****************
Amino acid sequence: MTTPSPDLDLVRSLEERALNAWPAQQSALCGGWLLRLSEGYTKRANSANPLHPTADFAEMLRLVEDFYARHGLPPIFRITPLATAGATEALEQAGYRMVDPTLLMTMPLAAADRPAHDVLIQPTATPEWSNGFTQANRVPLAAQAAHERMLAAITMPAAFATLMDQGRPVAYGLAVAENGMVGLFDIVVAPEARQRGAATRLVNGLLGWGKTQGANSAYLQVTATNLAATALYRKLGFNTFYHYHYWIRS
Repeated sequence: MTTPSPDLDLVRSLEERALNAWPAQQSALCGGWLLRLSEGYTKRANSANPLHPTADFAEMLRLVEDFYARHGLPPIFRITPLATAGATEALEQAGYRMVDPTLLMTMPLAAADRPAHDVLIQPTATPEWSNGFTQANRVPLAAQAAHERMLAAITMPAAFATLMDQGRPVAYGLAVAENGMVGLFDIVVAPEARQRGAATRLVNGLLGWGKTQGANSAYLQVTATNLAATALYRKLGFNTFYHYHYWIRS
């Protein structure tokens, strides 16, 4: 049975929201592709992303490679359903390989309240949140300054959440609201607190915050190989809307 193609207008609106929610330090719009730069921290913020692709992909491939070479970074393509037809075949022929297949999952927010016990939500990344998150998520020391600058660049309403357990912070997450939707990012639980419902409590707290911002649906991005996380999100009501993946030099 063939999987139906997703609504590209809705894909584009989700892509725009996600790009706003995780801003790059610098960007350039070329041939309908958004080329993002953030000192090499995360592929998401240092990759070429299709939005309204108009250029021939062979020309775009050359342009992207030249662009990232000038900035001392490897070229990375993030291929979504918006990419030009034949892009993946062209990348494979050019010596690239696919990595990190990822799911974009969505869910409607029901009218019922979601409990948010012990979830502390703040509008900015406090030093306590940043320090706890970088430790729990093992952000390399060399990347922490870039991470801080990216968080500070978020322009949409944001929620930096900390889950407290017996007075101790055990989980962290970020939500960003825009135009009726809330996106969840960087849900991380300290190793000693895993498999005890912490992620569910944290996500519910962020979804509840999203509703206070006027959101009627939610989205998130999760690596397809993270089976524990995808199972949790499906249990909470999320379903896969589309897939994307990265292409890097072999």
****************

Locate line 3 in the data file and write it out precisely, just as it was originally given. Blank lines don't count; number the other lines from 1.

């Protein structure tokens, strides 16, 4: 049975929201592709992303490679359903390989309240949140300054959440609201607190915050190989809307 193609207008609106929610330090719009730069921290913020692709992909491939070479970074393509037809075949022929297949999952927010016990939500990344998150998520020391600058660049309403357990912070997450939707990012639980419902409590707290911002649906991005996380999100009501993946030099 063939999987139906997703609504590209809705894909584009989700892509725009996600790009706003995780801003790059610098960007350039070329041939309908958004080329993002953030000192090499995360592929998401240092990759070429299709939005309204108009250029021939062979020309775009050359342009992207030249662009990232000038900035001392490897070229990375993030291929979504918006990419030009034949892009993946062209990348494979050019010596690239696919990595990190990822799911974009969505869910409607029901009218019922979601409990948010012990979830502390703040509008900015406090030093306590940043320090706890970088430790729990093992952000390399060399990347922490870039991470801080990216968080500070978020322009949409944001929620930096900390889950407290017996007075101790055990989980962290970020939500960003825009135009009726809330996106969840960087849900991380300290190793000693895993498999005890912490992620569910944290996500519910962020979804509840999203509703206070006027959101009627939610989205998130999760690596397809993270089976524990995808199972949790499906249990909470999320379903896969589309897939994307990265292409890097072999």